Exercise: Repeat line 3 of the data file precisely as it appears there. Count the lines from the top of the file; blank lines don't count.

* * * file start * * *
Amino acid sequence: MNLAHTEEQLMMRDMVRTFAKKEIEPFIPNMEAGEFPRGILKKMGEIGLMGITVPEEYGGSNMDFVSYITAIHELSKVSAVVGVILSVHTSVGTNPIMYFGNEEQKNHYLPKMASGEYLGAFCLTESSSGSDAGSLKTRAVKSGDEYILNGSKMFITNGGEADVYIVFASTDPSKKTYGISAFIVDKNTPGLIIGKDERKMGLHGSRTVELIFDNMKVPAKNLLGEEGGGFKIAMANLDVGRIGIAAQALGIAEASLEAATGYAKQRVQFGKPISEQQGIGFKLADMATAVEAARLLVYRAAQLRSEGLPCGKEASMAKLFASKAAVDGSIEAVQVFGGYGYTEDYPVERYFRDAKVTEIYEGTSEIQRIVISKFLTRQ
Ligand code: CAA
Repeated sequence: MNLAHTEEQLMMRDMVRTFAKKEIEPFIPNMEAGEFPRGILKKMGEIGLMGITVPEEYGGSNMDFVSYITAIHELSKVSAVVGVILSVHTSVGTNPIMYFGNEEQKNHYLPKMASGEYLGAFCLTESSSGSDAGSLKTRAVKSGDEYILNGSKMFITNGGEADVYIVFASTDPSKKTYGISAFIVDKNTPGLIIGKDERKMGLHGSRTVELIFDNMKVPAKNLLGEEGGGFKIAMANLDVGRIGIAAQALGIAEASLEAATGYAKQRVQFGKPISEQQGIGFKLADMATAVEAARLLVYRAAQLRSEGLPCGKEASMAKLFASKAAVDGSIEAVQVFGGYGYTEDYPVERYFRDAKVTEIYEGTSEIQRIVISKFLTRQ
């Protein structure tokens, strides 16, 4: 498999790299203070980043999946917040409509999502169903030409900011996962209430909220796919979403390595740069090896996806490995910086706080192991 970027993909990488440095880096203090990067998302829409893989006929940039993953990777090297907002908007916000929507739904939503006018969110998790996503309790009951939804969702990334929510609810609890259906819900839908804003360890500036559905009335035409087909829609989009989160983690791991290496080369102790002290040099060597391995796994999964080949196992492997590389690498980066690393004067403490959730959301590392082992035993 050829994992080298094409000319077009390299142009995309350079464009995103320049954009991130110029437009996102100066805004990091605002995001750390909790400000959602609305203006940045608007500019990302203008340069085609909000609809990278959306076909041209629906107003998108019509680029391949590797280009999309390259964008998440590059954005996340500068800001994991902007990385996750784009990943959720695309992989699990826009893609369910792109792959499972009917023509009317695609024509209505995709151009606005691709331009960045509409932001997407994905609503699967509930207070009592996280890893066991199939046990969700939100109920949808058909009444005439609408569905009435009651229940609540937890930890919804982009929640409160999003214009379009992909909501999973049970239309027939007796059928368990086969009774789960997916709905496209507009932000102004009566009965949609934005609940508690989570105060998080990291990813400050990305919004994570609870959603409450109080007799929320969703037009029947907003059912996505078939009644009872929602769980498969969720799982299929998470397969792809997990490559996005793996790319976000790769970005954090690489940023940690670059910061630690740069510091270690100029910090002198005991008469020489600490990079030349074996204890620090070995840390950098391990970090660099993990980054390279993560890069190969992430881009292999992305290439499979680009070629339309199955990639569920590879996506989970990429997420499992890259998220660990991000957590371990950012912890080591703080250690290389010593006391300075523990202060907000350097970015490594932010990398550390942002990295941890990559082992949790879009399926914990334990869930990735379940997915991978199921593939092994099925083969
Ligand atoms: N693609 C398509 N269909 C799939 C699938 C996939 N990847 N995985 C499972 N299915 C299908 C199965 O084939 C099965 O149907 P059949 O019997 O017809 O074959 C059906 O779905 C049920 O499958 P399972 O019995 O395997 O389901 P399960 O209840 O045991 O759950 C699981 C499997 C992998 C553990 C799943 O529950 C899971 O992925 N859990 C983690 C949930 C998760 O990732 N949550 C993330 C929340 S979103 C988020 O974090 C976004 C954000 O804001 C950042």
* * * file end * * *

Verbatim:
Repeated sequence: MNLAHTEEQLMMRDMVRTFAKKEIEPFIPNMEAGEFPRGILKKMGEIGLMGITVPEEYGGSNMDFVSYITAIHELSKVSAVVGVILSVHTSVGTNPIMYFGNEEQKNHYLPKMASGEYLGAFCLTESSSGSDAGSLKTRAVKSGDEYILNGSKMFITNGGEADVYIVFASTDPSKKTYGISAFIVDKNTPGLIIGKDERKMGLHGSRTVELIFDNMKVPAKNLLGEEGGGFKIAMANLDVGRIGIAAQALGIAEASLEAATGYAKQRVQFGKPISEQQGIGFKLADMATAVEAARLLVYRAAQLRSEGLPCGKEASMAKLFASKAAVDGSIEAVQVFGGYGYTEDYPVERYFRDAKVTEIYEGTSEIQRIVISKFLTRQ